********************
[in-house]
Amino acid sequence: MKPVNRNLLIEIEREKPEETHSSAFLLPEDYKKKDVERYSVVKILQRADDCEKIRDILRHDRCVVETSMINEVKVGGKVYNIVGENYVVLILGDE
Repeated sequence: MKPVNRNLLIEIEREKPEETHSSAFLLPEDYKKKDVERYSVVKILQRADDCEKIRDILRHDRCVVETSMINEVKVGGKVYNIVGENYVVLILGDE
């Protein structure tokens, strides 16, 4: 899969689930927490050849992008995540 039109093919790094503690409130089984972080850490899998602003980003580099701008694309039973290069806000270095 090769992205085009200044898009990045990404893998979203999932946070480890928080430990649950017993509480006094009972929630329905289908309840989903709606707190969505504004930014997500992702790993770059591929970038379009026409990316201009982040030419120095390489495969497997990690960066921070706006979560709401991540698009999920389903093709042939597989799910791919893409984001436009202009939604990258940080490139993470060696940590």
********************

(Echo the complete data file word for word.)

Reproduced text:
[in-house]
Amino acid sequence: MKPVNRNLLIEIEREKPEETHSSAFLLPEDYKKKDVERYSVVKILQRADDCEKIRDILRHDRCVVETSMINEVKVGGKVYNIVGENYVVLILGDE
Repeated sequence: MKPVNRNLLIEIEREKPEETHSSAFLLPEDYKKKDVERYSVVKILQRADDCEKIRDILRHDRCVVETSMINEVKVGGKVYNIVGENYVVLILGDE
């Protein structure tokens, strides 16, 4: 899969689930927490050849992008995540 039109093919790094503690409130089984972080850490899998602003980003580099701008694309039973290069806000270095 090769992205085009200044898009990045990404893998979203999932946070480890928080430990649950017993509480006094009972929630329905289908309840989903709606707190969505504004930014997500992702790993770059591929970038379009026409990316201009982040030419120095390489495969497997990690960066921070706006979560709401991540698009999920389903093709042939597989799910791919893409984001436009202009939604990258940080490139993470060696940590």